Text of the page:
After a long rally driven partly by optimism surrounding the reopening of the U.S. economy, the Dow Jones Industrial Average (^DJI -0.43%) gave back some ground on Tuesday. The Dow was down about 0.9% at 10:45 a.m. EDT.
Shares of International Business Machines (IBM -0.22%) underperformed after the company announced it was exiting the facial recognition business due to ethical concerns. Meanwhile, Apple (AAPL 0.66%) stock managed to gain following a report that the tech giant will reveal a custom chip for its Mac computers later this month.
IBM takes a stand on facial recognition
IBM is a big player in the artificial intelligence market. The company claimed a 9.2% share of the global artificial intelligence market in 2018, according to data from IDC, making it the leader in a $28 billion industry.
While AI is a critical growth area for IBM, the company won't put growth ahead of ethics. On Monday, IBM CEO Arvind Krishna sent a letter to Congress announcing that the company has exited the facial recognition business entirely.
"IBM no longer offers general purpose IBM facial recognition or analysis software. IBM firmly opposes and will not condone uses of any technology, including facial recognition technology offered by other vendors, for mass surveillance, racial profiling, violations of basic human rights and freedoms, or any purpose which is not consistent with our values and Principles of Trust and Transparency," reads the letter.
CNBC reported that IBM's facial recognition business wasn't a source of significant revenue for the company, but that the U.S. government was a major customer. Krishna's letter also included specific policy proposals related to police reform and education programs.
IBM stock was down about 2.9% on Tuesday morning. Shares of the tech giant have now slid roughly 17% from their 52-week high.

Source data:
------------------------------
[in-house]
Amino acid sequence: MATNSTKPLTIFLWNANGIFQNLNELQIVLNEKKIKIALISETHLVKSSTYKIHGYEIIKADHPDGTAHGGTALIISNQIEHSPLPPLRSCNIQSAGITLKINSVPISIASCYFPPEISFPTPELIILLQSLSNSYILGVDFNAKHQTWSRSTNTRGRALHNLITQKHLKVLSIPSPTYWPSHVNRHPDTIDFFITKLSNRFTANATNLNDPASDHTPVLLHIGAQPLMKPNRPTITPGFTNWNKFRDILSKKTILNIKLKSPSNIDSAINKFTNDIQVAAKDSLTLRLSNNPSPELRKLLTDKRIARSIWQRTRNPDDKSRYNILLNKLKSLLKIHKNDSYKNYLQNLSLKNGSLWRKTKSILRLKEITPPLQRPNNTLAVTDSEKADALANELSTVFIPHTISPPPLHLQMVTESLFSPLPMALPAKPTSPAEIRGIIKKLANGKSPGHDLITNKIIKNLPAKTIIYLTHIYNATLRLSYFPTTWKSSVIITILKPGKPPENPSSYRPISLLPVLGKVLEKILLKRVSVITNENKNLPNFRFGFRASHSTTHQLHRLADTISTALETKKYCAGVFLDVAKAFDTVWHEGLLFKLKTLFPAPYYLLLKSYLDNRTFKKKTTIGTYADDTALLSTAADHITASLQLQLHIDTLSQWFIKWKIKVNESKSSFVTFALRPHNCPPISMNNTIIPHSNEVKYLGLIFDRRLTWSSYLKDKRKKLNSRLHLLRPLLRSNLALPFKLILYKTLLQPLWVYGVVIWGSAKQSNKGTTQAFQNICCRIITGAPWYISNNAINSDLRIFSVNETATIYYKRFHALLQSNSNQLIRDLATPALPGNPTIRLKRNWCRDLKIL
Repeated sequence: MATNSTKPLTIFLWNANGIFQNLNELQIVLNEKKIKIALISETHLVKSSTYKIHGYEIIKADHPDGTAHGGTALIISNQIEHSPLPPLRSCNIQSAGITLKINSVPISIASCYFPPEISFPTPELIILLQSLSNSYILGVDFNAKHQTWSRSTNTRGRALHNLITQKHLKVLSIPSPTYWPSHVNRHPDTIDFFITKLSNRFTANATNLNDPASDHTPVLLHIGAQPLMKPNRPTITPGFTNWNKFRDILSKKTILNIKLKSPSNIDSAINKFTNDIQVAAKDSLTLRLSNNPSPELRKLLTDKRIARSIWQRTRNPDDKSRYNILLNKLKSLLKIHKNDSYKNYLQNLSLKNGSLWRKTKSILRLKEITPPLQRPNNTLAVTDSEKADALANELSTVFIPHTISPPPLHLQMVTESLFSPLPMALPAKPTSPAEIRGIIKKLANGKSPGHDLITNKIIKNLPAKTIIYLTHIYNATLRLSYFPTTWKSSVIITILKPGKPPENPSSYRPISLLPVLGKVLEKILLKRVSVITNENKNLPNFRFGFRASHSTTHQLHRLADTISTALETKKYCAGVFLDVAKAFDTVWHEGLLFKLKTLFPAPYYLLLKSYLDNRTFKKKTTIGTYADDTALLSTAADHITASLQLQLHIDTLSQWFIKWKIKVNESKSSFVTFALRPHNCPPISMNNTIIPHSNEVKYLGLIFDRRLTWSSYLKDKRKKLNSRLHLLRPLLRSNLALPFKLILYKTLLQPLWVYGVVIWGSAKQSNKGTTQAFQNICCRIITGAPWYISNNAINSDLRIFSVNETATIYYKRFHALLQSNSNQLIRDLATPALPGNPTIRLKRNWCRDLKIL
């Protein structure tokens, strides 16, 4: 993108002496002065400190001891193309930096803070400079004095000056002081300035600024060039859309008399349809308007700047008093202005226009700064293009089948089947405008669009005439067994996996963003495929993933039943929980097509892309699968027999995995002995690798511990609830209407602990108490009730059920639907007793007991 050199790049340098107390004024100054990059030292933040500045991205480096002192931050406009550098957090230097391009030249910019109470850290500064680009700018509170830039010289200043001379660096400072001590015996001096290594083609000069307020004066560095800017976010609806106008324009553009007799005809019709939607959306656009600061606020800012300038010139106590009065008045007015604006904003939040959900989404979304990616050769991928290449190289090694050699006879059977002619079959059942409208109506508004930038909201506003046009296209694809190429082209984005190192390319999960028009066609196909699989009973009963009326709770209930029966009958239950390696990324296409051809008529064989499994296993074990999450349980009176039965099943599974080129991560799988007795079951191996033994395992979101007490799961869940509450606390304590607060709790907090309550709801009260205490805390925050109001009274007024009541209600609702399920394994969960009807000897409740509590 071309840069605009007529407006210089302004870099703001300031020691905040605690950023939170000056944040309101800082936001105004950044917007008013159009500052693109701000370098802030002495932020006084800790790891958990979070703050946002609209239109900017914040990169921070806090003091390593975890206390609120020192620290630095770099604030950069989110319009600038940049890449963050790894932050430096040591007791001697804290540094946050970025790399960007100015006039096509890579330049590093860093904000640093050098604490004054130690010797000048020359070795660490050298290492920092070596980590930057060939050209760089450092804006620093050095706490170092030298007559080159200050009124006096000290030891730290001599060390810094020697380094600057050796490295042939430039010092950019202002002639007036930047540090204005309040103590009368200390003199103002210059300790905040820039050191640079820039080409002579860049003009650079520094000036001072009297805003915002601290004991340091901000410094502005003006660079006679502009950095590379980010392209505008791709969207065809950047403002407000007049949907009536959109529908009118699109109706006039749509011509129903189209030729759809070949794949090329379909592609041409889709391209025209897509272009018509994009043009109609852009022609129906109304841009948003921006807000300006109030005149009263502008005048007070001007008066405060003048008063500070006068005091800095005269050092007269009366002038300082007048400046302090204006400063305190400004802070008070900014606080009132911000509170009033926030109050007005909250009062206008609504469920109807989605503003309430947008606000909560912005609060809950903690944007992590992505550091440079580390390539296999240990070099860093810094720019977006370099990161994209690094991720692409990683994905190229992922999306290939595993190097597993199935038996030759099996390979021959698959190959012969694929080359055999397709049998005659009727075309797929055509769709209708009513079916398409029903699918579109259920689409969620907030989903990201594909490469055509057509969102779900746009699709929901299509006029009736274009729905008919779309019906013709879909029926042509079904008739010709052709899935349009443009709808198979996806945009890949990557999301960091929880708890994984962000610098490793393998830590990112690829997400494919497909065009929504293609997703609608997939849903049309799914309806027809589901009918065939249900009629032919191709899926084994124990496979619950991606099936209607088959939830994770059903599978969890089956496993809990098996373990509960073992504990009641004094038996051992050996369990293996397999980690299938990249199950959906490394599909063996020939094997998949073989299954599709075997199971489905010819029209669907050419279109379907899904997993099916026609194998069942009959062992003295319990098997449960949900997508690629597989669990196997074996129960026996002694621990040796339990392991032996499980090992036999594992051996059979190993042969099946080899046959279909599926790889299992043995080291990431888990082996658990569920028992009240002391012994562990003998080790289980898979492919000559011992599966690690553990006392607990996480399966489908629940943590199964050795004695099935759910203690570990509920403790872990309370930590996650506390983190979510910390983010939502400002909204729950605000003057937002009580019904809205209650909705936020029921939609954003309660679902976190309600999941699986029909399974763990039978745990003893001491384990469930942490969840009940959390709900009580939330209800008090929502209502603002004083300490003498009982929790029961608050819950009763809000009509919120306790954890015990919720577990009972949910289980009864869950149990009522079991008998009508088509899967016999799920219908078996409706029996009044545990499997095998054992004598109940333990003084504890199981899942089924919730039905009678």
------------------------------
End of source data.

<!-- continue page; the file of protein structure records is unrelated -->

Apple could debut custom Mac chips this month
Apple has long designed its own chips for the iPhone and iPad, and those chips have helped Apple keep its mobile devices at the top of the heap in terms of performance. Smartphones have been largely powered by chips based on the ARM instruction set since the devices first emerged, and Apple's chips are no different.
In the PC market, both Intel (INTC -0.30%) and Advanced Micro Devices design chips that are based on the x86 instruction set. Apple's Mac computers currently use Intel chips, and the macOS operating system and all the software that runs on Macs are compiled and optimized for x86. Because of this, moving to a custom ARM-based chip for the Mac is not a simple matter, requiring developer buy-in and possibly some form of emulation for older applications.
Despite the challenges, Apple is planning to make the move away from Intel. Bloomberg reported on Tuesday that Apple will announce its new Mac processor as early as its annual developer conference, which kicks off later this month. Macs using the new processor, which is based on the processor Apple uses for its iPhone and iPad, will be available sometime in 2021 under the plan. The new Macs will still run the macOS operating system, not the iOS operating system reserved for Apple's mobile devices.
It may take years for Apple to fully wean itself off Intel, particularly when it comes to the higher-end Mac devices, which require world-class performance. But the move will give Apple even more control over its devices. Shares of Apple were up about 1.5% in the morning.